An activity as apparently simple as gardening can raise quite a few issues of environmental ethics if you are going to be purist about it.
Putting in native plants is probably your first choice if you are to be ‘good’. But hold on. Do your choices grow naturally in your area?
Have the plants been eco-sourced? That is, did the seeds from which they were grown come from the same ecological district you are in? Auckland is divided into nine such districts, with the Rodney one starting at Okura and running northwards. You can ask your supplier where plants come from or collect seed yourself. It can be interesting to see what seedlings crop up in the unkempt corners of your garden of their own accord. My locality is suburban, but I still get rasp fern, lacebark, karo and coastal five-finger popping up all over.
I’m assuming you have not bought hybrids or cultivars. Heaven forbid! I have a lovely twiggy tree daisy in my garden that hasn’t looked so lovely since I figured out on NZ Plant Conservation Network that it is a hybrid even though sold to me as an Olearia lineata thoroughbred.
Bird lovers will often overlook the exotic origins of their plants if they are attracting native birds. I have bottlebrushes (who doesn’t?) that the tui love, and the wax eyes too, when the tui are not about. I suppose it’s a case of love the one you are with, as these Australian natives predate my residence. My excuse is that I am allowing karo to grow up through the bottlebrush, even though it won’t provide the same luscious nectar.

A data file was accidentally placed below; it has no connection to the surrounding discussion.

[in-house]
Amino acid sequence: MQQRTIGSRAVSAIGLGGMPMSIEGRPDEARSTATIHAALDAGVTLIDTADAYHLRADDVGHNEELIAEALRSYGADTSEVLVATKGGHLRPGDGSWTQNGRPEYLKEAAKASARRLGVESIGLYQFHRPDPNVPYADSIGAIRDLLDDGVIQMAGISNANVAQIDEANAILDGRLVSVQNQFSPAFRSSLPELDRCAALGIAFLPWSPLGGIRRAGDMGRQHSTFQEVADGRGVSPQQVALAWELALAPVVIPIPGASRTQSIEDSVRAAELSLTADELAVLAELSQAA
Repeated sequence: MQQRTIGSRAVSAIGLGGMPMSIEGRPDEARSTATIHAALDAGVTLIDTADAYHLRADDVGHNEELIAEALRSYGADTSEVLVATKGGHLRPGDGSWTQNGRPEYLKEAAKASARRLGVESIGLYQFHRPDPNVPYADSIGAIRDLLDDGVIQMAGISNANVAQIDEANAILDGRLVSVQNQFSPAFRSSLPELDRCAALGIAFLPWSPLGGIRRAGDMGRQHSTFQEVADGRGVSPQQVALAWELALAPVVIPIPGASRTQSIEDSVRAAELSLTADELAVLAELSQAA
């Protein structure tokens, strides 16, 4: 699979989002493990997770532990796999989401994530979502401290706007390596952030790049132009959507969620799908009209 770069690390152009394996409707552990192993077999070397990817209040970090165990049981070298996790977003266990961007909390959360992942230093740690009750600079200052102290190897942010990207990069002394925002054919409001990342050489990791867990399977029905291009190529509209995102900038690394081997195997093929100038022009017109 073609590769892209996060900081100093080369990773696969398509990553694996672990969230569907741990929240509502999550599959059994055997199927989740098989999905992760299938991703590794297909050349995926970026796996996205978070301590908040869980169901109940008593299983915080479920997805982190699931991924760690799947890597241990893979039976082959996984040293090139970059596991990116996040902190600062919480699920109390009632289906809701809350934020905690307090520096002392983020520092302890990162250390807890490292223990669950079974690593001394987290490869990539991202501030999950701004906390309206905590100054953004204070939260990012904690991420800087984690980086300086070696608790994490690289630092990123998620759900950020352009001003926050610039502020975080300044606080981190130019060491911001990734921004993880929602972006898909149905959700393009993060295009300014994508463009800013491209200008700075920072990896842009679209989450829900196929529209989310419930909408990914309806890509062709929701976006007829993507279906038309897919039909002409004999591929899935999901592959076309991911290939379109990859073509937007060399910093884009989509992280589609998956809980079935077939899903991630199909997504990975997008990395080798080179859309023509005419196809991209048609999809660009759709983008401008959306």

Linking plants with their pollinators can be a good way to design a garden. Fifty native species are visited by birds according to Auckland Council’s guide wheel Landscapes for Life. Of course, the plants don’t care if the birds are native or exotic so it’s not a route to an all-native garden. And you’ll miss out on scent. Few birds share our sense of smell, so the plants they pollinate, such as kowhai and puriri, don’t provide it. Lizards love a scent and nectar combination, but don’t care for colour. Kanuka and the various coprosma species suit them. Too bad, though, if it is the exotic rainbow skink that is attracted to your garden.
Everybody knows about monarch butterflies and the swan plants their caterpillars must have to nibble on. Oops, sorry. Swan plant is a native of Africa. Your monarch butterfly house may be pretty, but it is not native.
So you didn’t think you were a moral philosopher when you stepped outside with your gardening gloves on, did you? It is just as well that the leaves rustling in the breeze and the chirping of the birds uplifts us, whatever their origin may be.